On an ocean liner, a nightclub singer tries to help a fellow American romance an English heiress who is being forced to return home to marry a man she doesn't love. The American must avoid ... See full summary »

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(by), (by) | 3 more credits »
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Cast

Episode cast overview:
...
...
Harry Dane
...
...
Norman Abbott ...
Radio Announcer (as Norman Abbot)
...
Dr. Henry T. Dobson
Arthur Gould-Porter ...
Sir Evelyn Oakleigh (as Arthur Gould Porter)
Barbara Morrison ...
Mrs. Wentworth
Lou Krugman ...
Purser
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Storyline

On an ocean liner, a nightclub singer tries to help a fellow American romance an English heiress who is being forced to return home to marry a man she doesn't love. The American must avoid his boss who is traveling on the same vessel and disguises himself as a gangster traveling with a minister who is, in fact, a disguised gangster on the lam. Written by Anonymous

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Genres:

Comedy | Romance

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Release Date:

28 February 1954 (USA)  »

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Aspect Ratio:

1.33 : 1
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Did You Know?

Trivia

It is said that Ethel Merman and Frank Sinatra did not get along well. This was the only time that they worked together. See more »

Goofs

During several scenes you can see the backdrop moving from people walking behind it. See more »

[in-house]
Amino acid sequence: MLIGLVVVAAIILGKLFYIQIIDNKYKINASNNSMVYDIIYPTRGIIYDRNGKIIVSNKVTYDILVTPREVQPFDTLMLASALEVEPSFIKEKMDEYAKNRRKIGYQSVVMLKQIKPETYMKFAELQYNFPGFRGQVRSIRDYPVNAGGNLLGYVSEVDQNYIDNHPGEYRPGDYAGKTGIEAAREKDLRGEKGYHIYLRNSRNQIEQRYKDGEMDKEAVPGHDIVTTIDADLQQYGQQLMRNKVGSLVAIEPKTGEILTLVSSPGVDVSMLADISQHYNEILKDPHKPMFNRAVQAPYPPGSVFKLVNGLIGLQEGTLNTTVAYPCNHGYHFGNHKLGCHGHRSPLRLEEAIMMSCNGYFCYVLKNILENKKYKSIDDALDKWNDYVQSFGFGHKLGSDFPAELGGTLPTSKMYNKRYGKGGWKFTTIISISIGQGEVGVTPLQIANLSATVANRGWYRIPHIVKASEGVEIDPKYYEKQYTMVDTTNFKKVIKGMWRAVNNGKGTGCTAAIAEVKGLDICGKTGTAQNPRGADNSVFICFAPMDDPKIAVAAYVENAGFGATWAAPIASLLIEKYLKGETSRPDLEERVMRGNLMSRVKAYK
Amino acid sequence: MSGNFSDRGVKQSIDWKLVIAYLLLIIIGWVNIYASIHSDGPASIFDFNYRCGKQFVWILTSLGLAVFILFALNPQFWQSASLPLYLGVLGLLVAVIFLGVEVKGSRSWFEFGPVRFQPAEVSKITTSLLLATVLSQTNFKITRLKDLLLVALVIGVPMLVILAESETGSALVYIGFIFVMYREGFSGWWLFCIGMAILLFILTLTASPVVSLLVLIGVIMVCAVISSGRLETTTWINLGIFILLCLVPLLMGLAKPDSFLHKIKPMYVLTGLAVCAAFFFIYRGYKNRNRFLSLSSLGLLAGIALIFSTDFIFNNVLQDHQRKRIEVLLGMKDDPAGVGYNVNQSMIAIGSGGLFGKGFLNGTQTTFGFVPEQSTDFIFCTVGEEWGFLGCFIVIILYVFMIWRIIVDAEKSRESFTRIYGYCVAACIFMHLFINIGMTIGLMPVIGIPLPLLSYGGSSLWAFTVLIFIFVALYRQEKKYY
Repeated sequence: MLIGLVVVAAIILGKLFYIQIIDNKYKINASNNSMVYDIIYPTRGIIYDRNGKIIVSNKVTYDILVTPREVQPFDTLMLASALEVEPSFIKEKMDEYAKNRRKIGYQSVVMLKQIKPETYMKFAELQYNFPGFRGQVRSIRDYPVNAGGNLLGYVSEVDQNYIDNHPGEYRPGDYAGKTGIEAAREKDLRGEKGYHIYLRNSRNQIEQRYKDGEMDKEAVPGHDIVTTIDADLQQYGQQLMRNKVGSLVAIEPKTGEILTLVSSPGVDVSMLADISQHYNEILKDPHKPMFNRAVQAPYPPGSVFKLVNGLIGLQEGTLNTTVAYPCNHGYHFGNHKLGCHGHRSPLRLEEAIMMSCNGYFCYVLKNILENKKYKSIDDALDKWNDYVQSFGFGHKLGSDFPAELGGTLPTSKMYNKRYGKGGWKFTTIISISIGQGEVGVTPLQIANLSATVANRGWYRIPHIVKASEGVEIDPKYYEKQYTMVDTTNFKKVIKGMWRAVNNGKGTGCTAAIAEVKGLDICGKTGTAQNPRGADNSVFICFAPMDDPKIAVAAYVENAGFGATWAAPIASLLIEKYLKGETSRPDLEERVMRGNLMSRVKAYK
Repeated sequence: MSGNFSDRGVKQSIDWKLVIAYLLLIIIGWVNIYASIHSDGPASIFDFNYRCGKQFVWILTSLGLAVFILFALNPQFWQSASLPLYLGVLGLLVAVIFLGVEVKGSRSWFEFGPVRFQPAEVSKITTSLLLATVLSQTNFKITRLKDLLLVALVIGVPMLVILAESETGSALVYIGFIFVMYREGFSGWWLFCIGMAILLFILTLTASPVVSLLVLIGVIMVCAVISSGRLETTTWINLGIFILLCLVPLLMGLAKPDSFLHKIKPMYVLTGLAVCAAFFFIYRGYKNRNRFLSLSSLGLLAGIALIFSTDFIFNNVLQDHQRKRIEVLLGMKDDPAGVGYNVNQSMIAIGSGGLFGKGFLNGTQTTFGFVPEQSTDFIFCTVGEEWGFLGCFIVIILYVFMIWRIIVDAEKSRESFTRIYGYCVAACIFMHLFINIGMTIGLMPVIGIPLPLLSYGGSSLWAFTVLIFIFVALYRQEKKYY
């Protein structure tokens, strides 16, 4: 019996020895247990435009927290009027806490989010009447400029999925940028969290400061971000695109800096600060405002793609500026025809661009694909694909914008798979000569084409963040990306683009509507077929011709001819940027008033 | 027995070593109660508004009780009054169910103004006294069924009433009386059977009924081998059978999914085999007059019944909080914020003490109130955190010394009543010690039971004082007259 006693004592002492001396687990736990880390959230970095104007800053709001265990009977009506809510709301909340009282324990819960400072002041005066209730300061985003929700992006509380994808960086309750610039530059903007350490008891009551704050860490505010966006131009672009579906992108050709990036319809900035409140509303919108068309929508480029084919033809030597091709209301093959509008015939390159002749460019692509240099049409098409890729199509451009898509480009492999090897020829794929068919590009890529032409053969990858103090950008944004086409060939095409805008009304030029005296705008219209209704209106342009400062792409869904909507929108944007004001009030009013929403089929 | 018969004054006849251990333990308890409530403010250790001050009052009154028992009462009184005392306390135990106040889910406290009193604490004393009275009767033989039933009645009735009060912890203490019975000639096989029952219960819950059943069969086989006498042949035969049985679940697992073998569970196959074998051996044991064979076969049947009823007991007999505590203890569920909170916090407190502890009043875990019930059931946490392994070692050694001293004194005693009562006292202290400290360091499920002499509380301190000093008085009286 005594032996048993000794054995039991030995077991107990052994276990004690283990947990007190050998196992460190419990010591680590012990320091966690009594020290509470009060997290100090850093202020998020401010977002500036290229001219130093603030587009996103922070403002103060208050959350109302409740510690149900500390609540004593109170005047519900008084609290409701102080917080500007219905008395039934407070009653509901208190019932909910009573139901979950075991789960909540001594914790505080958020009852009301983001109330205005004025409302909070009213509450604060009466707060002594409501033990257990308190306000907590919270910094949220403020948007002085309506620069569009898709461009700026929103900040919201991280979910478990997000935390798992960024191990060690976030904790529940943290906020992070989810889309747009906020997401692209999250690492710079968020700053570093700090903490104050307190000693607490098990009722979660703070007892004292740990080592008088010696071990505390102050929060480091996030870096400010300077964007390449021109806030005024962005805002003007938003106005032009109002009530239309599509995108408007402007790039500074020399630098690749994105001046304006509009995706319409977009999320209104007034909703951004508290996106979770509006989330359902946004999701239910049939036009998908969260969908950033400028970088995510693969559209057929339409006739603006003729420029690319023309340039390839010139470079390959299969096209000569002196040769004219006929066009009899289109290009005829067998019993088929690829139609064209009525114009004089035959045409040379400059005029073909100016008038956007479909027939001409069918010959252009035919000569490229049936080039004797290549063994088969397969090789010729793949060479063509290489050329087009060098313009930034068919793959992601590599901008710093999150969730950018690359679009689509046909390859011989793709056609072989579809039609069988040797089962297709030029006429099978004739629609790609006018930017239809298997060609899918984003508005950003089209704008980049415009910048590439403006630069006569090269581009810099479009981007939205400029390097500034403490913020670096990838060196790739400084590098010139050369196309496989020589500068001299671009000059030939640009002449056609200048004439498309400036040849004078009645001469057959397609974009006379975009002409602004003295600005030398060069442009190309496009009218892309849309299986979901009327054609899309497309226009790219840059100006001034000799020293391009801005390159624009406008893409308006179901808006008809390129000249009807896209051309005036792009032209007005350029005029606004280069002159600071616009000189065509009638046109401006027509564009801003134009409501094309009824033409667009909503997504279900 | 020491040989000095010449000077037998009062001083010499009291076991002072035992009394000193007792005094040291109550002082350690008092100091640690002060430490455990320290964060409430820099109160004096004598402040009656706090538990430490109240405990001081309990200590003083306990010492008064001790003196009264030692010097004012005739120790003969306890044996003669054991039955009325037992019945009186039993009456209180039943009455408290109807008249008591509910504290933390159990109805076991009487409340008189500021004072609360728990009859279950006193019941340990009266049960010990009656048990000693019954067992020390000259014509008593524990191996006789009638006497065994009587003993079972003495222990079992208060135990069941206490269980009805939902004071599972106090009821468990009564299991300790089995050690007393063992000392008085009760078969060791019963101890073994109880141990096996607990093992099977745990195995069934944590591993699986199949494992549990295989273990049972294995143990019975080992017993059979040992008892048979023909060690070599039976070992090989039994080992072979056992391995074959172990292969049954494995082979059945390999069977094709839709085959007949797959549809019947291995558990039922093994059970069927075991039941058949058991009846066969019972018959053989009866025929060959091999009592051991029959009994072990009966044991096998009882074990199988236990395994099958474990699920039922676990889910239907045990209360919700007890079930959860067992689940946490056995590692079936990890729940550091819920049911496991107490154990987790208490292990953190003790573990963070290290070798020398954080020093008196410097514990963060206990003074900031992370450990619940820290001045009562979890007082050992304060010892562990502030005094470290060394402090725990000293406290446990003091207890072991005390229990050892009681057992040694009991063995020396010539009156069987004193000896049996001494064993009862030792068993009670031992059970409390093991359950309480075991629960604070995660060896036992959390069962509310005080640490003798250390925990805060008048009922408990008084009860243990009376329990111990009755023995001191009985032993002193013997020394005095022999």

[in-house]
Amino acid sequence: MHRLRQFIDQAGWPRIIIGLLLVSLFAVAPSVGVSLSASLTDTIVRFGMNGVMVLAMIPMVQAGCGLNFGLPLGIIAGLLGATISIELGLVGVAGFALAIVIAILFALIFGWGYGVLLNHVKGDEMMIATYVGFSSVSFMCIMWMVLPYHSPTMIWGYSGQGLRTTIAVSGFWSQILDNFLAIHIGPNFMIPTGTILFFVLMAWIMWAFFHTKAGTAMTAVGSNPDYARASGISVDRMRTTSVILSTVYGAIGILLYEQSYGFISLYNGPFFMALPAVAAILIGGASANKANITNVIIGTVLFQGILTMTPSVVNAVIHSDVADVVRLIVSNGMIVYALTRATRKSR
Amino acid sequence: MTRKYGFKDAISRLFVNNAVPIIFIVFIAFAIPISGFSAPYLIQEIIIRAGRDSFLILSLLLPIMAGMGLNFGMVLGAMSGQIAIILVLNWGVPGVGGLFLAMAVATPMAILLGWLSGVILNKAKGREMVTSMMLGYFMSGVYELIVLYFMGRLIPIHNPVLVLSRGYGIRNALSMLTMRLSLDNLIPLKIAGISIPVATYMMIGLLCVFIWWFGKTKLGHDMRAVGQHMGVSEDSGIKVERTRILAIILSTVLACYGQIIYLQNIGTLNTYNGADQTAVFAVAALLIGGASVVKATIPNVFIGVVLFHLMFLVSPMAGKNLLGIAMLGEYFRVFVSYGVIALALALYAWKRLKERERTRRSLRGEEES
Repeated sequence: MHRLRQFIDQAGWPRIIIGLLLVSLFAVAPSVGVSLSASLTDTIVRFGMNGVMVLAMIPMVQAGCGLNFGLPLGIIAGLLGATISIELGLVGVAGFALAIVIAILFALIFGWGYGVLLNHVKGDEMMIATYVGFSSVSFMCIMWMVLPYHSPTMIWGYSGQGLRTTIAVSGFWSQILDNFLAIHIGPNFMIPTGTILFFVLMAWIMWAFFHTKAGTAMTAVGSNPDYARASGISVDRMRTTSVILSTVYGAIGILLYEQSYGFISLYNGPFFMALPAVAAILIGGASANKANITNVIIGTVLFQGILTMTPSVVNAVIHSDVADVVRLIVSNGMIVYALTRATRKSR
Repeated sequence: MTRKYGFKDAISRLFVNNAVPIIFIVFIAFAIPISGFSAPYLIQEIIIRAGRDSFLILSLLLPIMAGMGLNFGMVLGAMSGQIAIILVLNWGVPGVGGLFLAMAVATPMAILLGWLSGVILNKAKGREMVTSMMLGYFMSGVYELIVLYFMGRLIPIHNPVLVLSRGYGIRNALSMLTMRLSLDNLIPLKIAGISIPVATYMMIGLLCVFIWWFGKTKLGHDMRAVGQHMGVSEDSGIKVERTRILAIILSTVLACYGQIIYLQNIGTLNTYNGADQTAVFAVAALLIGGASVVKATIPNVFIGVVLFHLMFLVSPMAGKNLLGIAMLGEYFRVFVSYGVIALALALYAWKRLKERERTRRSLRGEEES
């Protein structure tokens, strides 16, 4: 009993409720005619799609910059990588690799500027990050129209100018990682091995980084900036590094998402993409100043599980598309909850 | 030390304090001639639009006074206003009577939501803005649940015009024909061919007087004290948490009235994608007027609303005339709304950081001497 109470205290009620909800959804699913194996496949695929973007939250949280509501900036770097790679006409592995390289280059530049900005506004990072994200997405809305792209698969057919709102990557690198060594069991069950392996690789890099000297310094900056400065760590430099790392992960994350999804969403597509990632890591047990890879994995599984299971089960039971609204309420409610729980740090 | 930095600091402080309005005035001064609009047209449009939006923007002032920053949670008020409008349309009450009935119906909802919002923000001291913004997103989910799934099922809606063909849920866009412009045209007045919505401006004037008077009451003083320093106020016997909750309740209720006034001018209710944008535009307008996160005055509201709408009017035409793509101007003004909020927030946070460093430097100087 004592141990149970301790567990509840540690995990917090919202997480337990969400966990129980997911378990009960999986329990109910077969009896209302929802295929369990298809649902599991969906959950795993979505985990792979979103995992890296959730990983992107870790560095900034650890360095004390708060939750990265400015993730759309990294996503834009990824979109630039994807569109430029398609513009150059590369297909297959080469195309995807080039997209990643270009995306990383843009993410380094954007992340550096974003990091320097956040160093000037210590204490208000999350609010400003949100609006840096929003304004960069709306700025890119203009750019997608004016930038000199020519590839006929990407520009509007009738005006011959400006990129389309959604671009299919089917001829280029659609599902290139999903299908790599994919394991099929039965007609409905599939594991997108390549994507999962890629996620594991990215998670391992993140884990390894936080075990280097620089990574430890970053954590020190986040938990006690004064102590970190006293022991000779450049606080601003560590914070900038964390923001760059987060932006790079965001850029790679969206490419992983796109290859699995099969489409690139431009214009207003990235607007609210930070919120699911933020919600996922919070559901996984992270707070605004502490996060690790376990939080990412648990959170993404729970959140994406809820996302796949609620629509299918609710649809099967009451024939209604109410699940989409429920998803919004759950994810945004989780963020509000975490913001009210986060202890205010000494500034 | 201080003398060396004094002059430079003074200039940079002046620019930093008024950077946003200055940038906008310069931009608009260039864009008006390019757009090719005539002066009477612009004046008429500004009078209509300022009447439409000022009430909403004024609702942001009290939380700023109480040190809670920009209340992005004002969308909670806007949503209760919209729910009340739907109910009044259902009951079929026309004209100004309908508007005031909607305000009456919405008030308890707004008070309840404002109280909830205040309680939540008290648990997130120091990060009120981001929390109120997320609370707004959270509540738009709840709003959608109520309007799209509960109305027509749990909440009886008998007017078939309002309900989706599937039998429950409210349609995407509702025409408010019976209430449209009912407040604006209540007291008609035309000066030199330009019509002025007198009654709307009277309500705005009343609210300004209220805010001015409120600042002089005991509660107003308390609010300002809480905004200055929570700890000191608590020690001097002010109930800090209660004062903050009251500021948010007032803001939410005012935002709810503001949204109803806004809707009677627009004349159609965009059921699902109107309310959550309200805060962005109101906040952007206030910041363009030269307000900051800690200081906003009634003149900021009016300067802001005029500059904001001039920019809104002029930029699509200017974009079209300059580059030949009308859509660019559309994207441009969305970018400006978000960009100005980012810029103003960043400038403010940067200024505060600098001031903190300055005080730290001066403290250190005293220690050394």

Connections

Version of Musical Comedy Time: Anything Goes (1950) See more »

Soundtracks

All Through the Night
(uncredited)
Written by Cole Porter
Sung by Frank Sinatra
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User Reviews

It's the top
29 January 2012 | by (United States) – See all my reviews

Ethel Merman and Frank Sinatra make for a strange romantic coupling indeed, and they reportedly did not get along during this live television presentation, but they do make for some really good music. Ms. Merman was in her late forties when this was done, but her stage magic is in full view in this Colgate Comedy Hour production. There have been two Paramount films of this show made, in 1936 and 1956. I have seen neither of them, but the general consensus is that neither are entirely satisfactory, with the nod being given to the earlier film. This TV version has been cut to fit a one-hour time slot with commercials, but it gives you a (shortened) version of the original book. Bert Lahr is wonderful as usual as "Public Enemy 13". You can also see Sherrie North as a flapper, and TV stalwarts Lou Krugman and Barbara Morrison in small parts. The kinescope recording came from Ethel Merman's private collection and looks and sounds as reasonably good as can be expected.


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